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The deciding game of the NHL Stanley Cup Final should be a thrilling end

AILSA CHANG, HOST:

Now, in any sport, coming back to win a best-of-seven series after losing the first three games is nearly impossible. Between the NBA, Major League Baseball and the NHL, a team has pulled that off just five times. And tonight it could happen once more. In Game 7 of hockey's Stanley Cup final, the Edmonton Oilers are looking to cap off a historic comeback against the Florida Panthers. NPR sports correspondent Becky Sullivan joins us now, Hey, Becky.

BECKY SULLIVAN, BYLINE: Hi, Ailsa.

CHANG: OK, so just how big of a deal is this?

SULLIVAN: I mean, I think you were getting at it, but truly, like, I think there's no exaggeration to say that if Edmonton wins this game tonight, this would rank up there among the greatest comebacks of all time in North American sports. The stat that you mentioned - that this has only happened five times - what's even crazier is that it's only happened once when a championship was on the line. And that was 82 years ago in the Stanley Cup - so, like...

CHANG: Wow.

SULLIVAN: ...So many decades. And then I just think we're going to get a great game. The Florida Panthers have been on top of the league all season. Meanwhile, the Edmonton Oilers have this generation's best player in Connor McDavid, who tonight has the chance to win his first-ever trophy and in such style with the comeback. So I think even if you're, like, a very casual sports fan and not a fan of hockey, I recommend tuning in.

CHANG: OK. And I know that there's another streak that you have not mentioned yet because I am such a sports expert.

SULLIVAN: Of course.

CHANG: It has been more than three decades - right? - since a Canadian team...

SULLIVAN: Yeah.

CHANG: ...Took home a Stanley Cup. Do you think this is going to be the year?

SULLIVAN: It might be. I mean, this is a big deal because ice hockey was invented in Canada. So the National Hockey League was originally Canadian. But none of the country's seven teams have won the Cup since 1993. Zach Hyman is the left wing for the Oilers. He talked to reporters today about - you know, he's Canadian - about how he grew up dreaming about winning the Stanley Cup, why it's such a big deal.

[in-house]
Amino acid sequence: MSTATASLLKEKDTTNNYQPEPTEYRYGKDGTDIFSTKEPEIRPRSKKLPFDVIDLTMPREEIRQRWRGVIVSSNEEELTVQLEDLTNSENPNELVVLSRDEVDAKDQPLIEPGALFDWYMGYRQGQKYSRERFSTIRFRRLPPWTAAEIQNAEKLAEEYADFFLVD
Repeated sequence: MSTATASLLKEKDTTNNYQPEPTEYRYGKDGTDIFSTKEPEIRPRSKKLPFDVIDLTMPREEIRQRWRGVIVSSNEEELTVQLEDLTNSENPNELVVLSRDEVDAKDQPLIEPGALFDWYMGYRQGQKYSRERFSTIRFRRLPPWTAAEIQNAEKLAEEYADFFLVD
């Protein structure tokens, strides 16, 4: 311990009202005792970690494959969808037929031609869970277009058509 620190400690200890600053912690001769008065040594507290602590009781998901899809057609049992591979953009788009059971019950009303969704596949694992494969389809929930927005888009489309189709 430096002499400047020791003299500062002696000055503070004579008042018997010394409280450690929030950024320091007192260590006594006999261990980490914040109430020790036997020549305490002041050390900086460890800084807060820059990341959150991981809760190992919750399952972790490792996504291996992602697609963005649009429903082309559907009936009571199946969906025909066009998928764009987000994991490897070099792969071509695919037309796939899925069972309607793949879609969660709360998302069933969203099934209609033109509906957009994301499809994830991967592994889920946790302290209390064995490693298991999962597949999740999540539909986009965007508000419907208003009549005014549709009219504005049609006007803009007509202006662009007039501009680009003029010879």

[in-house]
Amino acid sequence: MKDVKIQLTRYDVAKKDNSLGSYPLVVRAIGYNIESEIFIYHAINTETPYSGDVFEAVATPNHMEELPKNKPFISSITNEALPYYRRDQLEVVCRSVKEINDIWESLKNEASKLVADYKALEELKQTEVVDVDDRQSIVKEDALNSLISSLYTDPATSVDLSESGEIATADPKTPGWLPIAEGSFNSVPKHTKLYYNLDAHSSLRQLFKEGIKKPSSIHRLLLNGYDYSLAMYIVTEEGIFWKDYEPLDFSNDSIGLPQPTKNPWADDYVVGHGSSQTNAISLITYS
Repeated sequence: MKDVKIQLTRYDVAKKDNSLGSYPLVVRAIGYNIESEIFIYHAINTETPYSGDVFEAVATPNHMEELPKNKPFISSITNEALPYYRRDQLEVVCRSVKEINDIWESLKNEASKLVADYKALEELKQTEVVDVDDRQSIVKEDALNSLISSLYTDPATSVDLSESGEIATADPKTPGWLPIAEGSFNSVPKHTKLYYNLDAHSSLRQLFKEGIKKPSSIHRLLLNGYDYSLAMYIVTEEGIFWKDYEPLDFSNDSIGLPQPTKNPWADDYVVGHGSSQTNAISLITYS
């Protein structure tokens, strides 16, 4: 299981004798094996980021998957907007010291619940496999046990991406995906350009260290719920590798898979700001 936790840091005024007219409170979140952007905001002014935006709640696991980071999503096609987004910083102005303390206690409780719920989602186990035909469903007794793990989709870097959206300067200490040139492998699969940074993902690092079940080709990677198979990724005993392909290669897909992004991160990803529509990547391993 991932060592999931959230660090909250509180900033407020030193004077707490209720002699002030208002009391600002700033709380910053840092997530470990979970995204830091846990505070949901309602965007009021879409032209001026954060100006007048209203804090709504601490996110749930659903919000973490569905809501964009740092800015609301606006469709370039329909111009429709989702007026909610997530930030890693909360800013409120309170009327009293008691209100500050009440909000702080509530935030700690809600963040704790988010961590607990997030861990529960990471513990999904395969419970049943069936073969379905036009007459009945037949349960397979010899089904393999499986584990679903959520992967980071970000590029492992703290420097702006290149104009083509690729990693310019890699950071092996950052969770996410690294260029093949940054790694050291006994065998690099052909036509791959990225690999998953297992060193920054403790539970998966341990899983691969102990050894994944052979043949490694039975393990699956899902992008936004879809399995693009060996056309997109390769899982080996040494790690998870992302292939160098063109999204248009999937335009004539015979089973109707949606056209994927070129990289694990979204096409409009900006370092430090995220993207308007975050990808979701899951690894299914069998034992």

(SOUNDBITE OF ARCHIVED RECORDING)

ZACH HYMAN: It's very much embedded in Canadian culture. So it would mean a lot to, I think, all Canadians, regardless of if you're an Edmonton Oiler fan or not, especially the way the series has gone. And I think we've roped a lot of people into believing in us. It's a special opportunity we have.

CHANG: OK. Well, just catch us up because there have been - what? - 1,399 hockey games this season. It all comes down to tonight. What has this season been like?

SULLIVAN: Yeah. I mean, I think for Edmonton, that's part of what has made this comeback so amazing because they looked, honestly, just terrible to start the season. They lost 10 of their first 13 games.

CHANG: Ouch.

SULLIVAN: They fired their head coach. So it was an uphill battle to even reach this stage. By contrast, Florida has looked great all season. And that followed them through the first three games of the Stanley Cup final. They looked unstoppable with their aggressive D, their outstanding goalie play. And so then with the Oilers down 3-0, it was as if McDavid personally decided, you know, I'm not going to lose this thing. They exploded in Game 4, big wins in Game 5 and 6. And now it's the Panthers who are on their heels in Edmonton with all the momentum.

CHANG: OK. So what should a casual fan such as myself watch for tonight?

SULLIVAN: Well, I think for starters, I think you're going to want to be looking for No. 97 in the White Jersey. For Edmonton, that's Connor McDavid. He is just incredible at handling the puck. He's very fast on the ice. He's just, like, an electric player to watch. He's been on a roll this postseason, especially once the Oilers sort of cracked the code and found a way to open up the ice for him.

The Panthers - I mean, it's Game 7. Everybody is going to be putting it all out there on the ice tonight. So I think what the most important thing for you to do is just enjoy it because hockey is just always a thrilling game but this even more so - Game 7, the Stanley Cup on the line, history at stake, Ailsa.

CHANG: History.

SULLIVAN: It's the best of what the sport has to offer.

CHANG: I love it. That is NPR's Becky Sullivan. Thank you so much, Becky.

SULLIVAN: You're welcome. Transcript provided by NPR, Copyright NPR.

NPR transcripts are created on a rush deadline by an NPR contractor. This text may not be in its final form and may be updated or revised in the future. Accuracy and availability may vary. The authoritative record of NPR’s programming is the audio record.

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Becky Sullivan has reported and produced for NPR since 2011 with a focus on hard news and breaking stories. She has been on the ground to cover natural disasters, disease outbreaks, elections and protests, delivering stories to both broadcast and digital platforms.
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